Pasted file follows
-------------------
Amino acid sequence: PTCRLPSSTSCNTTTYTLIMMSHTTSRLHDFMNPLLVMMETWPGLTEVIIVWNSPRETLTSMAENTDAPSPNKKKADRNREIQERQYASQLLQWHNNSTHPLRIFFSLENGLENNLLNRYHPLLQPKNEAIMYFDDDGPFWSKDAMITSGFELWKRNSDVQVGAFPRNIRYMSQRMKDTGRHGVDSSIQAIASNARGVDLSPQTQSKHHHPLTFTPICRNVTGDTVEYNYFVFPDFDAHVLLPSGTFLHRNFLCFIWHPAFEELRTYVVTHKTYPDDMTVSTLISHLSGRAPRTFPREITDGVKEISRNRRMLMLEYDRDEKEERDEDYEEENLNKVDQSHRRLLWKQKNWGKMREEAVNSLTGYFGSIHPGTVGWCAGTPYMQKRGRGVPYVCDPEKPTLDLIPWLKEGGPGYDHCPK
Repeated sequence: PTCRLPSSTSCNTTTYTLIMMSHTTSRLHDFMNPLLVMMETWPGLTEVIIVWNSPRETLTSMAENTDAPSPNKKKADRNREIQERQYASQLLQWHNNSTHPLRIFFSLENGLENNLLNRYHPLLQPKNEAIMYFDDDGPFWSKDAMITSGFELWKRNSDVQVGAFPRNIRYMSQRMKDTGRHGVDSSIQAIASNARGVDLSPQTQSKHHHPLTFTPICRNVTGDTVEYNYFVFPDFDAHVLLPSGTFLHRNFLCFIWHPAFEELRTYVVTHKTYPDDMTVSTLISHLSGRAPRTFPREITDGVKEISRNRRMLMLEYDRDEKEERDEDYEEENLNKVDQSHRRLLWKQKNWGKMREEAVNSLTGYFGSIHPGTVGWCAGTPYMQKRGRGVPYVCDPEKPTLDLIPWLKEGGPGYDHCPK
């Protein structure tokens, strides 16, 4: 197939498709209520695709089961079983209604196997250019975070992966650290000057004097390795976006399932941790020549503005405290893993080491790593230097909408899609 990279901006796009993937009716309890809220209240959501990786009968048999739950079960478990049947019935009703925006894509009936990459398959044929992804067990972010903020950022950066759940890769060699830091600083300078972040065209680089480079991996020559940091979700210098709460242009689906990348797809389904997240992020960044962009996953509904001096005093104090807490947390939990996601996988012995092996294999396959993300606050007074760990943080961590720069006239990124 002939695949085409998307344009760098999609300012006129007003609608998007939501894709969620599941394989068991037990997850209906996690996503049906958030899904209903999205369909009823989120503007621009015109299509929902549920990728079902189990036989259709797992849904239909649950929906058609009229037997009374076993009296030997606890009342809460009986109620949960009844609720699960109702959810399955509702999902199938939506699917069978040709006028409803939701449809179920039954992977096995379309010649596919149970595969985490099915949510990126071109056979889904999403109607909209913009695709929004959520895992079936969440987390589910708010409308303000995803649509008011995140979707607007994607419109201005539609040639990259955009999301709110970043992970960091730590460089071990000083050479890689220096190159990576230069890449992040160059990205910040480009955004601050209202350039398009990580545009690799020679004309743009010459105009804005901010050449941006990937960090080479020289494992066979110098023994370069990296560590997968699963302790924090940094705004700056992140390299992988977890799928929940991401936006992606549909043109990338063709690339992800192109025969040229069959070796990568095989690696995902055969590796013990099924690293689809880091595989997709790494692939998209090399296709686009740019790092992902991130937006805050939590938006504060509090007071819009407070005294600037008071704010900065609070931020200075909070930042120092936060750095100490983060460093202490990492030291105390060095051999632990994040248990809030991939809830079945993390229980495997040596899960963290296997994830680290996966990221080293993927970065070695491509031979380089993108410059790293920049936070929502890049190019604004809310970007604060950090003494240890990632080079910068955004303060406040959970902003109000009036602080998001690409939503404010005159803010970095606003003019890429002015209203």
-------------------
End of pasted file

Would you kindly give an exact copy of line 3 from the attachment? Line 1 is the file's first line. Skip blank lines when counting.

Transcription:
């Protein structure tokens, strides 16, 4: 197939498709209520695709089961079983209604196997250019975070992966650290000057004097390795976006399932941790020549503005405290893993080491790593230097909408899609 990279901006796009993937009716309890809220209240959501990786009968048999739950079960478990049947019935009703925006894509009936990459398959044929992804067990972010903020950022950066759940890769060699830091600083300078972040065209680089480079991996020559940091979700210098709460242009689906990348797809389904997240992020960044962009996953509904001096005093104090807490947390939990996601996988012995092996294999396959993300606050007074760990943080961590720069006239990124 002939695949085409998307344009760098999609300012006129007003609608998007939501894709969620599941394989068991037990997850209906996690996503049906958030899904209903999205369909009823989120503007621009015109299509929902549920990728079902189990036989259709797992849904239909649950929906058609009229037997009374076993009296030997606890009342809460009986109620949960009844609720699960109702959810399955509702999902199938939506699917069978040709006028409803939701449809179920039954992977096995379309010649596919149970595969985490099915949510990126071109056979889904999403109607909209913009695709929004959520895992079936969440987390589910708010409308303000995803649509008011995140979707607007994607419109201005539609040639990259955009999301709110970043992970960091730590460089071990000083050479890689220096190159990576230069890449992040160059990205910040480009955004601050209202350039398009990580545009690799020679004309743009010459105009804005901010050449941006990937960090080479020289494992066979110098023994370069990296560590997968699963302790924090940094705004700056992140390299992988977890799928929940991401936006992606549909043109990338063709690339992800192109025969040229069959070796990568095989690696995902055969590796013990099924690293689809880091595989997709790494692939998209090399296709686009740019790092992902991130937006805050939590938006504060509090007071819009407070005294600037008071704010900065609070931020200075909070930042120092936060750095100490983060460093202490990492030291105390060095051999632990994040248990809030991939809830079945993390229980495997040596899960963290296997994830680290996966990221080293993927970065070695491509031979380089993108410059790293920049936070929502890049190019604004809310970007604060950090003494240890990632080079910068955004303060406040959970902003109000009036602080998001690409939503404010005159803010970095606003003019890429002015209203």